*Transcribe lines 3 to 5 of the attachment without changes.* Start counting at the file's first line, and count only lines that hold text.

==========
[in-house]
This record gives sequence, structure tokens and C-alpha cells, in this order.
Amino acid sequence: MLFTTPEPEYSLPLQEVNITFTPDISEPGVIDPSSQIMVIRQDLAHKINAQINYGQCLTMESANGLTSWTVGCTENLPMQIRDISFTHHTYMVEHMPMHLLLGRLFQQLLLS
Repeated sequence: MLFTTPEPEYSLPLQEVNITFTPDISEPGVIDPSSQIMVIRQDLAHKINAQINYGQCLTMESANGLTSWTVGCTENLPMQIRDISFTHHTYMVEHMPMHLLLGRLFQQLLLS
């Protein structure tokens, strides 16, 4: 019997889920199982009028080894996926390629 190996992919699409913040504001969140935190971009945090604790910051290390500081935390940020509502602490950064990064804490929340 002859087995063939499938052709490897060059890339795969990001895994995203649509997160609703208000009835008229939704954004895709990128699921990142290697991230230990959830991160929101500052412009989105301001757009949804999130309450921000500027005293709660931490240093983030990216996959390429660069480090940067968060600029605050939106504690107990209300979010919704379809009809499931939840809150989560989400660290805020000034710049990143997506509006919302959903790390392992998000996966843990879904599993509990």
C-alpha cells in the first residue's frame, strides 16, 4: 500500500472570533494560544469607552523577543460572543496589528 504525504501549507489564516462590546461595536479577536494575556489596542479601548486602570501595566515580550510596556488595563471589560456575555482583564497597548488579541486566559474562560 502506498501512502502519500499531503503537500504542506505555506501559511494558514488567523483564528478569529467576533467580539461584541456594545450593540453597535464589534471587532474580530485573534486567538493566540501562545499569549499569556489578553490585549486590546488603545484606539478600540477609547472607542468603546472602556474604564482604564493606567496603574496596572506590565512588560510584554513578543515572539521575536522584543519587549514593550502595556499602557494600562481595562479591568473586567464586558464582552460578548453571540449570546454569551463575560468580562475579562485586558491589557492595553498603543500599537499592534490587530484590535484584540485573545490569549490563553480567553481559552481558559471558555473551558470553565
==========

Amino acid sequence: MLFTTPEPEYSLPLQEVNITFTPDISEPGVIDPSSQIMVIRQDLAHKINAQINYGQCLTMESANGLTSWTVGCTENLPMQIRDISFTHHTYMVEHMPMHLLLGRLFQQLLLS
Repeated sequence: MLFTTPEPEYSLPLQEVNITFTPDISEPGVIDPSSQIMVIRQDLAHKINAQINYGQCLTMESANGLTSWTVGCTENLPMQIRDISFTHHTYMVEHMPMHLLLGRLFQQLLLS
């Protein structure tokens, strides 16, 4: 019997889920199982009028080894996926390629 190996992919699409913040504001969140935190971009945090604790910051290390500081935390940020509502602490950064990064804490929340 002859087995063939499938052709490897060059890339795969990001895994995203649509997160609703208000009835008229939704954004895709990128699921990142290697991230230990959830991160929101500052412009989105301001757009949804999130309450921000500027005293709660931490240093983030990216996959390429660069480090940067968060600029605050939106504690107990209300979010919704379809009809499931939840809150989560989400660290805020000034710049990143997506509006919302959903790390392992998000996966843990879904599993509990």